Using specialist providers to not only implement the right solutions but also to help your users maximise them is key – so ensure the partners you choose are the right ones for your business.
Steve Denby, head of sales enablement, Node4
As we all paused for a minute’s silence on 23 March to commemorate one year since the first COVID-19 lockdown, a few of us were probably looking back at the past year and contemplating the massive changes that have happened in our working lives. Many of us have now been working from home for more than a year, and my personal experience is that this has brought new freedoms and challenges in equal measure.
Perhaps the most important change has been a rapid shift in senior management perspective. Suddenly the argument about whether remote working was right for their organisation was resolved. It was a case of either evolving immediately, or accepting that competitors may leave them behind and mop up their customers before lockdown lifted.
Let’s consider a few of the more personal changes to our working lives. We’ve become much more comfortable with video technology. Some of us are spending more than five hours a day on calls, and a new world of online meeting etiquette is moving into our working lives.
Work and home life have had to live side by side. Finding a quiet corner in a busy home or being isolated for days at a time is challenging, and it’s far too easy to slip into working longer hours unintentionally.
So there has been lots of change – some good, some not so good. But which of these changes are here to stay? We all now know that it’s possible to work from home, and there are upsides here for both employer and employee. Any housing provider looking to go back to an office-only workforce will probably struggle to retain their best and brightest people, and customers may even question the logic of doing so.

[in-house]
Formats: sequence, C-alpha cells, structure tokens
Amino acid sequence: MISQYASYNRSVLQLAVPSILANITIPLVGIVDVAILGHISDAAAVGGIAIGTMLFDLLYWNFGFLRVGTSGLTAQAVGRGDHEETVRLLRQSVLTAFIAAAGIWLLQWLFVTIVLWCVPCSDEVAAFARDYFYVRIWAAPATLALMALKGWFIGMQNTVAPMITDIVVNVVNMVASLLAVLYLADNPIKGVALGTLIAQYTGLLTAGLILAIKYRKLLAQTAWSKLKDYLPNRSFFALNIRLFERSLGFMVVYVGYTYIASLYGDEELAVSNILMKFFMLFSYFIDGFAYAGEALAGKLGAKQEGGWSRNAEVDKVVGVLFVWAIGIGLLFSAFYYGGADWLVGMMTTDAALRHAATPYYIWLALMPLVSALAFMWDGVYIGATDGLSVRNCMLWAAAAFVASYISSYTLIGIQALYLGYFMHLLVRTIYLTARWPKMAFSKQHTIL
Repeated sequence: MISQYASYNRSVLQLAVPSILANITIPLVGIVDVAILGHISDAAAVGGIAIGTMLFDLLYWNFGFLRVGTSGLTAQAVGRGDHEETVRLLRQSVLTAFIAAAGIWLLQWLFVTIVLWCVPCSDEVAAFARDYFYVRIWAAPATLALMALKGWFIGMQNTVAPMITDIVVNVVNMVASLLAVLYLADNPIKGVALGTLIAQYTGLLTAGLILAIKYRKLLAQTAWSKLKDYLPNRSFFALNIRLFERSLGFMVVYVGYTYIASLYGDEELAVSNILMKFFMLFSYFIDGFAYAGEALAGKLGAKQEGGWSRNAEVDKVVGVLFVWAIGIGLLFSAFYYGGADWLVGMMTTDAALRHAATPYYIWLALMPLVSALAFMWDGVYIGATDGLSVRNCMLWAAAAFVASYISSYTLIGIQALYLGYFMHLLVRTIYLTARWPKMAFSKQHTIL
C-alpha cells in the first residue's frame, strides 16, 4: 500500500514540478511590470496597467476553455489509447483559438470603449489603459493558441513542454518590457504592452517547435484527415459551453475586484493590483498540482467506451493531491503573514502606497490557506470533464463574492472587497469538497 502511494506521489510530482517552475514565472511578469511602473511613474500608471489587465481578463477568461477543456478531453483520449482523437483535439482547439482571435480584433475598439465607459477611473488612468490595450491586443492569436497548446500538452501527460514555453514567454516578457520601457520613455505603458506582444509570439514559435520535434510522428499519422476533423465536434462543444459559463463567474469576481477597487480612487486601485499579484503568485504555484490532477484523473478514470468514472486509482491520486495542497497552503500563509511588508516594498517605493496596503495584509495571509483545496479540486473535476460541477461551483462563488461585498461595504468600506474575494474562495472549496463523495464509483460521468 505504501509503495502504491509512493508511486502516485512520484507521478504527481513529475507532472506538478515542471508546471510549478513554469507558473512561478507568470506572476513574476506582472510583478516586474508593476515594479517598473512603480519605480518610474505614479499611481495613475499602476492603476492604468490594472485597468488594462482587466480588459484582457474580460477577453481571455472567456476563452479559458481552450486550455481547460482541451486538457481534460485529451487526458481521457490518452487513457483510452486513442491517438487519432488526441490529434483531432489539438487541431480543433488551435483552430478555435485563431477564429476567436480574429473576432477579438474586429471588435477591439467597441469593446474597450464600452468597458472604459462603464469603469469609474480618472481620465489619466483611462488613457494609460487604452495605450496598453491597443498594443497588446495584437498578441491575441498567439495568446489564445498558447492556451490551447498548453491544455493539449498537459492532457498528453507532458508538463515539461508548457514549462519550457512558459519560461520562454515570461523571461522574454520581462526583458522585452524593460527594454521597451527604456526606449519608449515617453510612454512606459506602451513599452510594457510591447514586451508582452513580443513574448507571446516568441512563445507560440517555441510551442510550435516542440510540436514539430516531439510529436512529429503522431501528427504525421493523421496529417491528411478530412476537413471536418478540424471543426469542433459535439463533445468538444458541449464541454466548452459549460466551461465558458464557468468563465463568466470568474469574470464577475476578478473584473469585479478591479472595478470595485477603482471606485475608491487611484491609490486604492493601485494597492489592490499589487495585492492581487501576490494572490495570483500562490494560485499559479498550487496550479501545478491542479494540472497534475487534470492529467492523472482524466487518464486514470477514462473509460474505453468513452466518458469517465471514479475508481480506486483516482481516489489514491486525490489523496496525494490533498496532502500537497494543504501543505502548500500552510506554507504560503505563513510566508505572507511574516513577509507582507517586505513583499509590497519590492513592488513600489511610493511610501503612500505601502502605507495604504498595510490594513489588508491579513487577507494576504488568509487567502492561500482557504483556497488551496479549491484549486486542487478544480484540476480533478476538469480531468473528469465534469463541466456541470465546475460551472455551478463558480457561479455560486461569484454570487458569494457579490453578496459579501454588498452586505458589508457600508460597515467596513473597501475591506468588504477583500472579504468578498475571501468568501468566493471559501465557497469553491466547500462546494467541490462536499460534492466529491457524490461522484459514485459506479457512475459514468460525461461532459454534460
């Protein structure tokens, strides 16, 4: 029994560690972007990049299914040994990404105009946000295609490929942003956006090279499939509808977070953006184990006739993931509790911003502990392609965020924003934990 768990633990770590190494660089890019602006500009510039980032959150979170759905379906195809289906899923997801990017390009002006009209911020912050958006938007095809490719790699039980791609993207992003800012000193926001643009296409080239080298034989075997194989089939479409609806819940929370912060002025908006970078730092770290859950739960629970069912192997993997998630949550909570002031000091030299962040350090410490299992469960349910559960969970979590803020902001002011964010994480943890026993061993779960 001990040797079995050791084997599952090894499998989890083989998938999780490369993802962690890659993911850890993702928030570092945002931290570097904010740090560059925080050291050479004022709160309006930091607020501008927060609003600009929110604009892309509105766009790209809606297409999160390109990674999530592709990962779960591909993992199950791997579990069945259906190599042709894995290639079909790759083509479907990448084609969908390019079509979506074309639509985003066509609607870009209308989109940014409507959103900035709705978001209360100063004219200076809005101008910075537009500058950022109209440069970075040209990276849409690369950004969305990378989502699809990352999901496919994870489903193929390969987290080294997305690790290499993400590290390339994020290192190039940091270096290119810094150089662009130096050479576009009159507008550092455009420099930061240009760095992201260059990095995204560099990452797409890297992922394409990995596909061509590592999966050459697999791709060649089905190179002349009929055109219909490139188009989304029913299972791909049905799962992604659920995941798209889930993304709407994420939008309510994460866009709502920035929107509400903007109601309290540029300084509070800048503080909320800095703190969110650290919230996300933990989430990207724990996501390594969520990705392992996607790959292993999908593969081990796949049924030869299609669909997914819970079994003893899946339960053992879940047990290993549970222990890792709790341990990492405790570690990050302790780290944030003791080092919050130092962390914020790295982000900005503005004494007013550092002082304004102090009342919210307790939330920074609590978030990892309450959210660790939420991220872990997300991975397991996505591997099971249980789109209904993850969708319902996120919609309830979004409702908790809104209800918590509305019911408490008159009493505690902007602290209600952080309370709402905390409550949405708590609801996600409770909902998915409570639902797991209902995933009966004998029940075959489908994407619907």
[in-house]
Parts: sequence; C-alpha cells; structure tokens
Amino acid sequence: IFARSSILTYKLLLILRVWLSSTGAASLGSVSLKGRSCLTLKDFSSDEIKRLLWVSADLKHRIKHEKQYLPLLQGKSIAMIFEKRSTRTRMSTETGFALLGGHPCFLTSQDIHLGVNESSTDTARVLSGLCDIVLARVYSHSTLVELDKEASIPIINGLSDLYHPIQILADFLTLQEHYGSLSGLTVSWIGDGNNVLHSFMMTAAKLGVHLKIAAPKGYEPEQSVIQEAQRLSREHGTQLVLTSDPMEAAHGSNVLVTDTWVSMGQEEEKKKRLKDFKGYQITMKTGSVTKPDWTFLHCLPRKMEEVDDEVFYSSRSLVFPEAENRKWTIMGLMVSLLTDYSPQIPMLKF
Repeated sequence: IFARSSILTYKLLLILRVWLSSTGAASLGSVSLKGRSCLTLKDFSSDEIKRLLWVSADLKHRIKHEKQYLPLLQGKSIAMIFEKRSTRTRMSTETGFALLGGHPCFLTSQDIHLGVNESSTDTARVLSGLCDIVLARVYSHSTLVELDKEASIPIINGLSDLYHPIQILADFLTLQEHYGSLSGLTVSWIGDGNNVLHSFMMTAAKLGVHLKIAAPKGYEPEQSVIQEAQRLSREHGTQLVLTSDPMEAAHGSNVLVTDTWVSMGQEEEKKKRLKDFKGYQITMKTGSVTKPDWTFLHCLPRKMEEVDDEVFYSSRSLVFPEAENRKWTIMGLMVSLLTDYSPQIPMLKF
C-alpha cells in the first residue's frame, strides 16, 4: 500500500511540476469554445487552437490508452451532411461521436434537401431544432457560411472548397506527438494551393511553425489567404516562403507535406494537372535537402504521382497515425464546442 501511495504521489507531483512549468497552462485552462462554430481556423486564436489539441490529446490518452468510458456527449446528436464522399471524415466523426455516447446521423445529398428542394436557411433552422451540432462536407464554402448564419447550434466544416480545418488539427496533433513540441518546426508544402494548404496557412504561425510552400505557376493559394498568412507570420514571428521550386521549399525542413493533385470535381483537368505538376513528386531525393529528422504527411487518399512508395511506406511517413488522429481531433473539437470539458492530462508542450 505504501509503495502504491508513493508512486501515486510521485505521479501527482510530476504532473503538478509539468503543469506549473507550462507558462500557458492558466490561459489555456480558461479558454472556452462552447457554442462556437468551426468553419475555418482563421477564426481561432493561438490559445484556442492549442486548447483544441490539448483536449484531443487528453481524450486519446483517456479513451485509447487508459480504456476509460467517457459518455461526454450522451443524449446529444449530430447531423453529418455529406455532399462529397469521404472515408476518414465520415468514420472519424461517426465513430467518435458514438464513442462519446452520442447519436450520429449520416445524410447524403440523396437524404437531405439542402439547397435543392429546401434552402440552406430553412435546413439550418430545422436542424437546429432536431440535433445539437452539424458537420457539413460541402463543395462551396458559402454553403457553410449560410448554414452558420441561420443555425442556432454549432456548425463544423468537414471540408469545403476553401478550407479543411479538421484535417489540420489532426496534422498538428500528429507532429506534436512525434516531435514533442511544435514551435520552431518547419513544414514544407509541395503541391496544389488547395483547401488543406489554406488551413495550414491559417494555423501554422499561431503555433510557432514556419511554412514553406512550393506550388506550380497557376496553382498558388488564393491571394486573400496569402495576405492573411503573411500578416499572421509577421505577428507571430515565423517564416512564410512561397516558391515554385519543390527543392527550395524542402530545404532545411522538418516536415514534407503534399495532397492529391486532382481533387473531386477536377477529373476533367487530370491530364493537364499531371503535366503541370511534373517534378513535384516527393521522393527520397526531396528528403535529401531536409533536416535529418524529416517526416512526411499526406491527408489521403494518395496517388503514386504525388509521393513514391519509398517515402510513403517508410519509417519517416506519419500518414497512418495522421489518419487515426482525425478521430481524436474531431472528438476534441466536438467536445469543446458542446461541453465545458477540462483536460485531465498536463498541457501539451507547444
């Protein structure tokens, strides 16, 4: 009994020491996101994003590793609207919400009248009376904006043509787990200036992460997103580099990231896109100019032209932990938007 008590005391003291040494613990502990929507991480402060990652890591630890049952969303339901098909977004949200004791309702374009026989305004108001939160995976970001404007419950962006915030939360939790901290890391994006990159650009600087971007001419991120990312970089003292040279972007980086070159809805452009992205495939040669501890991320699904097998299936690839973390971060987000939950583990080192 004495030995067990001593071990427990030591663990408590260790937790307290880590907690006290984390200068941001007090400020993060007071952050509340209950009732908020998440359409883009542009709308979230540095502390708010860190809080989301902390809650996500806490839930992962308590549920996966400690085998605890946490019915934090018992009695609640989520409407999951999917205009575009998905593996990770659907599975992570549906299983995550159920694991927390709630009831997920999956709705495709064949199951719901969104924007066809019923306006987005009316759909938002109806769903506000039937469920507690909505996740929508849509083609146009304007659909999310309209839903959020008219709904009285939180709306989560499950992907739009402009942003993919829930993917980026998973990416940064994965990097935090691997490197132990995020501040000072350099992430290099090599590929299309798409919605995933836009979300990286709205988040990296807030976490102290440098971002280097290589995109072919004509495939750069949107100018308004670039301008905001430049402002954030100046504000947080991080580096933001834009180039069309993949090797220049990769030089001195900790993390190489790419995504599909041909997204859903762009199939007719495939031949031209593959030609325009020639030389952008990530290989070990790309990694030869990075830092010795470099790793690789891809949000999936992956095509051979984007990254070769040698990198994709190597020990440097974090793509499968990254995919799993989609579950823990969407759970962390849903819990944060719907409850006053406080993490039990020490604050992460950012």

Working from home a few days a week is going to become ubiquitous. While video conferencing is here to stay, face-to-face meetings still feel more productive to many. Also, it can’t be denied that an office atmosphere is desirable for great culture and team relationships. The office isn’t going anywhere – but depending on the role, it might be the exception not the rule for some, and vice versa.
In the not-too-distant future, it won’t matter where you are. You’ll be able to access applications and communicate as if you’re sitting at your desk. In short, it will be easier to get more done while on the move.
Steve Denby, head of sales enablement, Node4
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One of SYHA’s developments
In December 2019, South Yorkshire Housing Association (SYHA) moved into a new head office in central Sheffield. It wasn’t just its old home that SYHA had outgrown, however. It had also outgrown its IT. “As the business changed and grew, so did the technology. We got left behind a little bit. We were trying to work in a modern way with old technology,” says Adam Collin, head of IT at SYHA.